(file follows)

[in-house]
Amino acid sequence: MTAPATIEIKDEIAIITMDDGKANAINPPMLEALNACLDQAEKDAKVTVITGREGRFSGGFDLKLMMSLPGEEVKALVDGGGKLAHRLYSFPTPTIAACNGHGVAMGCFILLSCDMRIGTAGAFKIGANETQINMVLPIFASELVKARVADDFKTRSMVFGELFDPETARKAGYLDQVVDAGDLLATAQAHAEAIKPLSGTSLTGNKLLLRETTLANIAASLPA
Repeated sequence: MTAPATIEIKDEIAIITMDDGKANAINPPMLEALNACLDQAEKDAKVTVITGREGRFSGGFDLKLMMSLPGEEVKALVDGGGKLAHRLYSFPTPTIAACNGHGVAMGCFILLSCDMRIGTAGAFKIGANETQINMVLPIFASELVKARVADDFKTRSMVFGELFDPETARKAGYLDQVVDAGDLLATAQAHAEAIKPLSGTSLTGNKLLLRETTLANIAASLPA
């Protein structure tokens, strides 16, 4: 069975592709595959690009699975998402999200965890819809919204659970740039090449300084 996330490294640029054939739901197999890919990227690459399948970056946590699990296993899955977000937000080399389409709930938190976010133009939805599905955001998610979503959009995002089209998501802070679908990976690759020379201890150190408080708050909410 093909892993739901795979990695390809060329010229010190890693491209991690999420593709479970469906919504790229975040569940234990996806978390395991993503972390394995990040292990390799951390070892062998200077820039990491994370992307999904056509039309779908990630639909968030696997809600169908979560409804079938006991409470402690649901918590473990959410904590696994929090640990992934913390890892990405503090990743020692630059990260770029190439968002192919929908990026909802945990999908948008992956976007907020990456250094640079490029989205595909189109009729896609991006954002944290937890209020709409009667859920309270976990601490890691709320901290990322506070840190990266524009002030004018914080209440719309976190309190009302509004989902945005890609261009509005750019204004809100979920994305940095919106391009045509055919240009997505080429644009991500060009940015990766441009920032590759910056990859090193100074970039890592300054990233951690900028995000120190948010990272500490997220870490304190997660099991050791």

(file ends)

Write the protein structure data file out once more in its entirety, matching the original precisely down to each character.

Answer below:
[in-house]
Amino acid sequence: MTAPATIEIKDEIAIITMDDGKANAINPPMLEALNACLDQAEKDAKVTVITGREGRFSGGFDLKLMMSLPGEEVKALVDGGGKLAHRLYSFPTPTIAACNGHGVAMGCFILLSCDMRIGTAGAFKIGANETQINMVLPIFASELVKARVADDFKTRSMVFGELFDPETARKAGYLDQVVDAGDLLATAQAHAEAIKPLSGTSLTGNKLLLRETTLANIAASLPA
Repeated sequence: MTAPATIEIKDEIAIITMDDGKANAINPPMLEALNACLDQAEKDAKVTVITGREGRFSGGFDLKLMMSLPGEEVKALVDGGGKLAHRLYSFPTPTIAACNGHGVAMGCFILLSCDMRIGTAGAFKIGANETQINMVLPIFASELVKARVADDFKTRSMVFGELFDPETARKAGYLDQVVDAGDLLATAQAHAEAIKPLSGTSLTGNKLLLRETTLANIAASLPA
């Protein structure tokens, strides 16, 4: 069975592709595959690009699975998402999200965890819809919204659970740039090449300084 996330490294640029054939739901197999890919990227690459399948970056946590699990296993899955977000937000080399389409709930938190976010133009939805599905955001998610979503959009995002089209998501802070679908990976690759020379201890150190408080708050909410 093909892993739901795979990695390809060329010229010190890693491209991690999420593709479970469906919504790229975040569940234990996806978390395991993503972390394995990040292990390799951390070892062998200077820039990491994370992307999904056509039309779908990630639909968030696997809600169908979560409804079938006991409470402690649901918590473990959410904590696994929090640990992934913390890892990405503090990743020692630059990260770029190439968002192919929908990026909802945990999908948008992956976007907020990456250094640079490029989205595909189109009729896609991006954002944290937890209020709409009667859920309270976990601490890691709320901290990322506070840190990266524009002030004018914080209440719309976190309190009302509004989902945005890609261009509005750019204004809100979920994305940095919106391009045509055919240009997505080429644009991500060009940015990766441009920032590759910056990859090193100074970039890592300054990233951690900028995000120190948010990272500490997220870490304190997660099991050791």